Summer Diary: Making friends, silver and gold, new and old

Old-age friendships are slightly different from those made in the past, which consisted largely of sharing whatever happened to be going on. What happens to be going on for us now is waiting to die, which is of course a bond of a sort, but lacks the element of enjoyability necessary to friendship. In my current friendships I find that element not in our present circumstances but in excursions into each other’s pasts.

Diana Athill first published these words about friendship in The Guardian in 2010 with the title “The Decision.” She was 93 at the time, and the decision refers to the reluctant acknowledgment that she would have to give up a house she loved, and move to a room (of her own, but just one room) in a home for the elderly. It’s not often that we have an autobiographical narrative by a woman of Athill’s age radiating unmistakable joie de vivre. I read the piece in the kind of shock only something new can produce, as an essay collected in Alive, Alive Oh! And Other Things That Matter (2016). I picked up the book by chance from a table in a bookstore this summer while visiting London, drawn in part by the striking portrait of its author on the cover.

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At 75, and already feeling old―a state Athill postponed fully embracing until her nineties–I suddenly saw how much my idea of life in one’s later years has been shaped by my friend Carolyn Heilbrun’s ambivalent stance toward aging. On the one hand, in The Last Gift of Time Carolyn described the singular beauty of feeling life ending―the bittersweet sense of doing some things for the last time in one’s sixties, the joys of being free of the burdens of conventional femininity. But on the other, that frame of mind was made possible only by the conviction that she did not want to advance much further into the life of old age. In fact Carolyn’s perspective on aging depended on the decision―a decision very different from Athill’s―to end her life at some point in her seventies, at 77, as it turned out.

For more than a decade, I’ve lived with Carolyn’s decision to kill herself and its aftermath. I confess that I never fully believed her many unambiguous declarations, published and private, of her intention to commit suicide. A rational suicide still seems implausible to me, and yet it happened. The suicide hangs over my seventies as both warning and invitation. Carolyn was right about so many things. Was she also right about this?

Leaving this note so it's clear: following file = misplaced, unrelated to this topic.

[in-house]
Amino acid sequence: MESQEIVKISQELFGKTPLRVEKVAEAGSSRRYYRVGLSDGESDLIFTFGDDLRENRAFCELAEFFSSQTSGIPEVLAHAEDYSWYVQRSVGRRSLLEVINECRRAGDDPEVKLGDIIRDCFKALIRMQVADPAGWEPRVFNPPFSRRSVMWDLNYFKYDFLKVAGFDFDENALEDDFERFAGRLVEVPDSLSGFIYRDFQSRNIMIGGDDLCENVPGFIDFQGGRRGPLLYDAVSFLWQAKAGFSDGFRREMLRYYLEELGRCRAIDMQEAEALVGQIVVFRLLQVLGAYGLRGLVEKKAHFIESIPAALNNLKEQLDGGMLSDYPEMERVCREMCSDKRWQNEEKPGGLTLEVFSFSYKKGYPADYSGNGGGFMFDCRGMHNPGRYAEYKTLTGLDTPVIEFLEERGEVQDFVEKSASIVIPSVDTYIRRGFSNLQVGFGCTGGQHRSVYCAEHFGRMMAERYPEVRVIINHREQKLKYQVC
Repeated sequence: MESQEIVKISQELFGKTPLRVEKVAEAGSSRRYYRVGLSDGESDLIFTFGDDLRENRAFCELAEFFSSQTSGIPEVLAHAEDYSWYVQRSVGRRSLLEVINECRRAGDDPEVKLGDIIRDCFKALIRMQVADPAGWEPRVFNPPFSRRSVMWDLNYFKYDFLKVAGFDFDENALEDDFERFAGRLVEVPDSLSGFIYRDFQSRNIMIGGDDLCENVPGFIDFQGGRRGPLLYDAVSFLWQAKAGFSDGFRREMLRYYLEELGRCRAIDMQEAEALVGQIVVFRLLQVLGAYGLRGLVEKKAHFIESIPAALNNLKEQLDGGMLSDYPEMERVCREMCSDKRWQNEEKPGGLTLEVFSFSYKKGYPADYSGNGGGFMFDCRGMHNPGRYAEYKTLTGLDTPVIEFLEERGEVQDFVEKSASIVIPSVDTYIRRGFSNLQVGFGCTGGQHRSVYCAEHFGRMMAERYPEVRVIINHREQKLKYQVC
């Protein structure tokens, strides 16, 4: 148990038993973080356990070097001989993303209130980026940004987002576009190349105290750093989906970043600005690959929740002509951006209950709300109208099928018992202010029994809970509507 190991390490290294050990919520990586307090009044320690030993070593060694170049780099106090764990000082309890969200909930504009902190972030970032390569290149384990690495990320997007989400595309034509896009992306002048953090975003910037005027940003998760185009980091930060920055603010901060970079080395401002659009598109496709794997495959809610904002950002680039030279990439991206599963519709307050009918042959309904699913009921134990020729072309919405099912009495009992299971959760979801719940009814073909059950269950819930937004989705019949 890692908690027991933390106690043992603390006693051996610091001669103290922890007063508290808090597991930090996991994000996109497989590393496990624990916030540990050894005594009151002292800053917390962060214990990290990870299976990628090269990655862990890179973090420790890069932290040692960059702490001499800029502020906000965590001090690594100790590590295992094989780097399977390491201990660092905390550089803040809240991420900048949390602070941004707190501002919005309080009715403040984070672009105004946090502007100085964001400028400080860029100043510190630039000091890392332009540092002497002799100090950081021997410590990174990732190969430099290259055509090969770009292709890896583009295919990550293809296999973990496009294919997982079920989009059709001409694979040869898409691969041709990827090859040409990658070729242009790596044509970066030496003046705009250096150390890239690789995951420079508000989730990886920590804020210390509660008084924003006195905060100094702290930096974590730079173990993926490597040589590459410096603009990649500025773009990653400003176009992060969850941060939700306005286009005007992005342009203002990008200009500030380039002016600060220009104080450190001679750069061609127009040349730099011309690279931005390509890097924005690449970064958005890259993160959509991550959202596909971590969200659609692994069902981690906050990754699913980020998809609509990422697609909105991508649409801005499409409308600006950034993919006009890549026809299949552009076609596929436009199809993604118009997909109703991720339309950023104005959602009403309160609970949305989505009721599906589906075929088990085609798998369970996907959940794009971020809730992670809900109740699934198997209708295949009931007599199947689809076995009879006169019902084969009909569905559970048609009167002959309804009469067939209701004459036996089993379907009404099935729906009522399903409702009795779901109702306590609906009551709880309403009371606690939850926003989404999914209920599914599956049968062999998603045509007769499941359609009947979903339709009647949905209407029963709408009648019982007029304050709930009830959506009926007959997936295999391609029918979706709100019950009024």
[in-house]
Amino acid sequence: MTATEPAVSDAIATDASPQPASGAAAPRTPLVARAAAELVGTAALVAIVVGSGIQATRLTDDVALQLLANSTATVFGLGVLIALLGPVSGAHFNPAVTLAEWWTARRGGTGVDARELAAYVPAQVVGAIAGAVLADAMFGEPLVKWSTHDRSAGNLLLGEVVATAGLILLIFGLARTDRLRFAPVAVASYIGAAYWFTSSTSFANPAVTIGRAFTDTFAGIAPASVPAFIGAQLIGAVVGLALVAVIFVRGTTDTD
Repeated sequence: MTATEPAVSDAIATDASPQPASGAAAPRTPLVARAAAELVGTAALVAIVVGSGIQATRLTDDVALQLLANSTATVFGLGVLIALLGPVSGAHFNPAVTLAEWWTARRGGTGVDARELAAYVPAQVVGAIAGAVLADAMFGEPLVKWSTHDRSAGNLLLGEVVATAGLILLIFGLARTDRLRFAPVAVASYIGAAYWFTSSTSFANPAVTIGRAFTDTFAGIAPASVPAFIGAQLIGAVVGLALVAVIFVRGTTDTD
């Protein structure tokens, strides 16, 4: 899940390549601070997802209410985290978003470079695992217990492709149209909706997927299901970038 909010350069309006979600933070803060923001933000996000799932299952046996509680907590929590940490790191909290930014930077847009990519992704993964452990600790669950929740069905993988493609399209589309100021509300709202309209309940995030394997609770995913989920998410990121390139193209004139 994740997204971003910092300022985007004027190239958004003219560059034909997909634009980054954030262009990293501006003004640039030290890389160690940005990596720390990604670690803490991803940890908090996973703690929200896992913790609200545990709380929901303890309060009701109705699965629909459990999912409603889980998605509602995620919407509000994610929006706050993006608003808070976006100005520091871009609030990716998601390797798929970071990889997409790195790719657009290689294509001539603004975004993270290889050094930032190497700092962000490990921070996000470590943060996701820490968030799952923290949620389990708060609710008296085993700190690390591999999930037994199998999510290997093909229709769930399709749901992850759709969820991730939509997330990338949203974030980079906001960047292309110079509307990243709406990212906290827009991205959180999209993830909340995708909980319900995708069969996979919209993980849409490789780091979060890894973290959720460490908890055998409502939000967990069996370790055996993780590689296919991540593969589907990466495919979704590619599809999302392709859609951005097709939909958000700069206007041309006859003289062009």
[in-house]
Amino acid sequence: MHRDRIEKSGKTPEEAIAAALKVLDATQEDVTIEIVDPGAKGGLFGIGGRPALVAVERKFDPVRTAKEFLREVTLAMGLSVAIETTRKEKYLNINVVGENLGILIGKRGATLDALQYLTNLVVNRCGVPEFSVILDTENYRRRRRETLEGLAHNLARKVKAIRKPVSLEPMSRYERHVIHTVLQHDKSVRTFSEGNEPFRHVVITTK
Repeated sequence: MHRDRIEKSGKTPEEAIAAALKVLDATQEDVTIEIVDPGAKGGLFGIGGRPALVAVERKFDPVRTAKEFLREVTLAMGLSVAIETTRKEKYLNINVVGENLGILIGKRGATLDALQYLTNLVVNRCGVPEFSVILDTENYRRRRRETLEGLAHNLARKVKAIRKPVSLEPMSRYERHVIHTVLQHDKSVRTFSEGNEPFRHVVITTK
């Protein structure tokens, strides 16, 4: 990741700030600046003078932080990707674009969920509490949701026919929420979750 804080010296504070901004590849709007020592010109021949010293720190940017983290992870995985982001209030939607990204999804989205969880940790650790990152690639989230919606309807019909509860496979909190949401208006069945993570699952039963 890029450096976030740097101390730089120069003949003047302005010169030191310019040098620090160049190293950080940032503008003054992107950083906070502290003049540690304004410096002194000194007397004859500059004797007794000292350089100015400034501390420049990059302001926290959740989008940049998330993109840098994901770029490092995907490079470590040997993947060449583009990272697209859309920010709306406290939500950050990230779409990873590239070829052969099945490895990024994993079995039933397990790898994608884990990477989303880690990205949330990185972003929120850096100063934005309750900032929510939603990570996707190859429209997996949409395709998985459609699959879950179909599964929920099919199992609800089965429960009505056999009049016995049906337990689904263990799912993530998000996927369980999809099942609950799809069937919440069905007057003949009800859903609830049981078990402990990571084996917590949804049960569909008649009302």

After the cancer diagnosis that inaugurated my seventies, I assumed the disease would make the question moot. I liked the idea that the end of my life would be decided for me. Almost five years later it’s “alive, alive oh.” Much to my surprise (and everyone else’s) the cancer hasn’t yet killed me, so I suppose the question is back on the table–the decision―though it is not foremost in my mind.

What captured my attention in Athill’s reflection on old age had to do with her vision of friendships formed in such late life, for Athill, specifically, in her nineties, with the women in the home. Since I’m not in my nineties, and that decade is not truly on my horizon, what seduced me was the notion she puts forward of “pastness” as forming the basis of friendships made in the perspective of death. I can’t help feeling that in revisiting my friendships in the book I hope to write, I am making “excursions” like those into our past, pasts that seem strangely present to memory. These friendships, of course, are not new ones, but as I return to them, they are renewed, brought back to life.